Agile 2011: Stephen Denning on Creating Customer Delight

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Two sessions that I was really looking forward to at Agile 2011 were Making the Entire Organization Agile and Creating Customer Delight by Stephen Denning. My first exposure to his work was through his 2010 book The Leader’s Guide to Radical Management: Reinventing the Workplace for the 21st Century. In it, he discusses how some companies are changing their structure and purpose to follow agile and Scrum principles in order to create customer delight and success.  Coming from an agile environment, this made a lot of sense to me and it was very interesting to see how this scaled outside of engineering and into the entire enterprise.

In his first session, he described five general interlocking practices and principles of traditional management structures:

  • the business exists to make money for the shareholders
  • workers are controlled by managers
  • the business is run through bureaucracies of rules, plans, and reports
  • efficiencies are driven though seeking to cut costs
  • the business is run top-down through command and control structures

These structures are becoming less suited in modern business for many reasons, including:

  • the increase in highly skilled knowledge workers that have different motivations than making money and climbing the corporate ladder
  • the availability of information to allow individuals to make informed decisions about what products and services they want to buy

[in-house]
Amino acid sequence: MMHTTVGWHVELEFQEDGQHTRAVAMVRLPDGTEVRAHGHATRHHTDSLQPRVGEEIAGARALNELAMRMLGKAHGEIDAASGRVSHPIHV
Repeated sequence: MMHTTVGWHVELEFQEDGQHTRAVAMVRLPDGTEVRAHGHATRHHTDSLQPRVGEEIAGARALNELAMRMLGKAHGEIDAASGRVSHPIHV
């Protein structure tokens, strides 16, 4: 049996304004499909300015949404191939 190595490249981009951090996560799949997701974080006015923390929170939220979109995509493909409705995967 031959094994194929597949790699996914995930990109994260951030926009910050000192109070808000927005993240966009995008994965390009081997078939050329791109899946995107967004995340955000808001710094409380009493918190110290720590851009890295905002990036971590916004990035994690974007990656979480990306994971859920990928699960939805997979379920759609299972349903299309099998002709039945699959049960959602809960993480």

• the ability of individuals to share opinions and experiences and significantly influence the decisions of others

Organizations need to respond to these changes with a new management approach of five modern practices and principles:

  • the primary goal of the business is delighting the customers
  • workers are self-organizing with support from management
  • organizations are dynamically linked to respond to market situations instead of following plans
  • the business moves from the value of the company to the values of the company
  • progress occurs through conversation and collaboration amongst workers and between the company and its customers

The second session was a very lively and informative workshop on angles to consider when trying to delight your customers.  It is fun brainstorming exercise to run through with the product or services that your company currently delivers.  Some of the steps to think about include:

  • committing the organization: in order for the organization to delight the customer, there must be commitment and vision from all levels of the organization
  • targeting your core market: you must understand who your core target market is; these are the first customers that you must delight
  • focusing on the primary feature: there are typically a small number of problems (or even one) that your customer is trying to solve. make sure you solve this problem
  • reading your customer’s mind: you must understand what your customer is looking for, possibly even before they understand it themselves
  • innovating in stages: selectively add new features to the product once you have addressed core needs first
  • exploring new features: before adding new features, explore them deeply to ensure they are consistent with what you have already built and will solve your customer’s problems
  • customization: provide ways for customers to customize your product to make their experience more personal and deeper
  • partnering with customers: work closely with your customers and welcome their feedback very early so that it can meaningfully influence your product
  • empowering the organization: ensure that everyone in the organization has the tools and responsibility to resolve customer issues
  • measuring: determine and measure the metrics that allow you to know you are delighting the customer. See The Ultimate Question
    by Fred Reichheld

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